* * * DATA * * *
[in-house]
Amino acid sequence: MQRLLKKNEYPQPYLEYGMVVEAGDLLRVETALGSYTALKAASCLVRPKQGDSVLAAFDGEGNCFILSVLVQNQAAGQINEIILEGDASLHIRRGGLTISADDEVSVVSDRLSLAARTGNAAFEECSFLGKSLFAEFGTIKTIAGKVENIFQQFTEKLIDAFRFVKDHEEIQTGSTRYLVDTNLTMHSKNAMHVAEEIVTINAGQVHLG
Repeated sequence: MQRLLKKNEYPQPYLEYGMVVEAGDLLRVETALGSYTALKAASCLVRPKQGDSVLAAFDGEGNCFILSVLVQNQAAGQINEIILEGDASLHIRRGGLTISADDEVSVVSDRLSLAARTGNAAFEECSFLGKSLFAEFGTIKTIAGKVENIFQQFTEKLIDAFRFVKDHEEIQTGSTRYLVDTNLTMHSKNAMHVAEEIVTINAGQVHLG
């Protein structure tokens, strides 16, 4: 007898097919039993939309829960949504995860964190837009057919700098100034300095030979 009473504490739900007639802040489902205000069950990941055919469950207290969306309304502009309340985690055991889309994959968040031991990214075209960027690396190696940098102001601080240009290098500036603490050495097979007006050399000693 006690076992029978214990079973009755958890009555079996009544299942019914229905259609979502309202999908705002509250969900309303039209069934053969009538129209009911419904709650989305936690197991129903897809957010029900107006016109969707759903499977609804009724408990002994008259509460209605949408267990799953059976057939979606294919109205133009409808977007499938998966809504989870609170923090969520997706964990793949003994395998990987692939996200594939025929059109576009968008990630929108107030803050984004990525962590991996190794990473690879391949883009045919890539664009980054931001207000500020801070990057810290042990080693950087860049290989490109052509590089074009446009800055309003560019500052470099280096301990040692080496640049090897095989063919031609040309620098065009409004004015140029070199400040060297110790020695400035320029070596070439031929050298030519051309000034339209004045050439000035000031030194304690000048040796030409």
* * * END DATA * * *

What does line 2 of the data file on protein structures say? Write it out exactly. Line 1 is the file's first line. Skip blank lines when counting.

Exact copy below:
Amino acid sequence: MQRLLKKNEYPQPYLEYGMVVEAGDLLRVETALGSYTALKAASCLVRPKQGDSVLAAFDGEGNCFILSVLVQNQAAGQINEIILEGDASLHIRRGGLTISADDEVSVVSDRLSLAARTGNAAFEECSFLGKSLFAEFGTIKTIAGKVENIFQQFTEKLIDAFRFVKDHEEIQTGSTRYLVDTNLTMHSKNAMHVAEEIVTINAGQVHLG